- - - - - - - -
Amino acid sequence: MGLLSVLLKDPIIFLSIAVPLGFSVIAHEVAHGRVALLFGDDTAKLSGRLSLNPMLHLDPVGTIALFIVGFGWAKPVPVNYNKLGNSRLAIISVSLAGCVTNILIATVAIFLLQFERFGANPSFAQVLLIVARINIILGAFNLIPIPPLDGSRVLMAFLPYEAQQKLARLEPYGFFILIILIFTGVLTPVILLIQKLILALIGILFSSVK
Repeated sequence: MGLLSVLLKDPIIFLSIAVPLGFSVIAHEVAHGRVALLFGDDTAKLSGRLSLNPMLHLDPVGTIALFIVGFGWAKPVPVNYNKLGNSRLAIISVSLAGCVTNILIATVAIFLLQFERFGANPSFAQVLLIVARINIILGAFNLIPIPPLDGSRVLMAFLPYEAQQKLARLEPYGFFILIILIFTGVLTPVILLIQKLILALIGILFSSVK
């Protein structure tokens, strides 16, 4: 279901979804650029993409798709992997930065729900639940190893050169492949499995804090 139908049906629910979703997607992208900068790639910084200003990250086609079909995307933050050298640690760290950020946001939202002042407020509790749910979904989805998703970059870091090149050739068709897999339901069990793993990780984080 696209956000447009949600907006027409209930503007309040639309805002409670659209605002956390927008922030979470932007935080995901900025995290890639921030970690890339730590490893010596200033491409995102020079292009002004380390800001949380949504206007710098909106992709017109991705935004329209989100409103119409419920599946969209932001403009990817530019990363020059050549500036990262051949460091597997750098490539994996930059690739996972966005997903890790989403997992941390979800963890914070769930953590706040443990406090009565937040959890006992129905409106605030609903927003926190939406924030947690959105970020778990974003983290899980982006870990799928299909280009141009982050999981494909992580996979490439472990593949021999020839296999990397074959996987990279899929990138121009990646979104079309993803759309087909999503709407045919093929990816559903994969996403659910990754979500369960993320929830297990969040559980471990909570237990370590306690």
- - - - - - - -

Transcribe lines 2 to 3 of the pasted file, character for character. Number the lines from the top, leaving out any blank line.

Repeated sequence: MGLLSVLLKDPIIFLSIAVPLGFSVIAHEVAHGRVALLFGDDTAKLSGRLSLNPMLHLDPVGTIALFIVGFGWAKPVPVNYNKLGNSRLAIISVSLAGCVTNILIATVAIFLLQFERFGANPSFAQVLLIVARINIILGAFNLIPIPPLDGSRVLMAFLPYEAQQKLARLEPYGFFILIILIFTGVLTPVILLIQKLILALIGILFSSVK
């Protein structure tokens, strides 16, 4: 279901979804650029993409798709992997930065729900639940190893050169492949499995804090 139908049906629910979703997607992208900068790639910084200003990250086609079909995307933050050298640690760290950020946001939202002042407020509790749910979904989805998703970059870091090149050739068709897999339901069990793993990780984080 696209956000447009949600907006027409209930503007309040639309805002409670659209605002956390927008922030979470932007935080995901900025995290890639921030970690890339730590490893010596200033491409995102020079292009002004380390800001949380949504206007710098909106992709017109991705935004329209989100409103119409419920599946969209932001403009990817530019990363020059050549500036990262051949460091597997750098490539994996930059690739996972966005997903890790989403997992941390979800963890914070769930953590706040443990406090009565937040959890006992129905409106605030609903927003926190939406924030947690959105970020778990974003983290899980982006870990799928299909280009141009982050999981494909992580996979490439472990593949021999020839296999990397074959996987990279899929990138121009990646979104079309993803759309087909999503709407045919093929990816559903994969996403659910990754979500369960993320929830297990969040559980471990909570237990370590306690």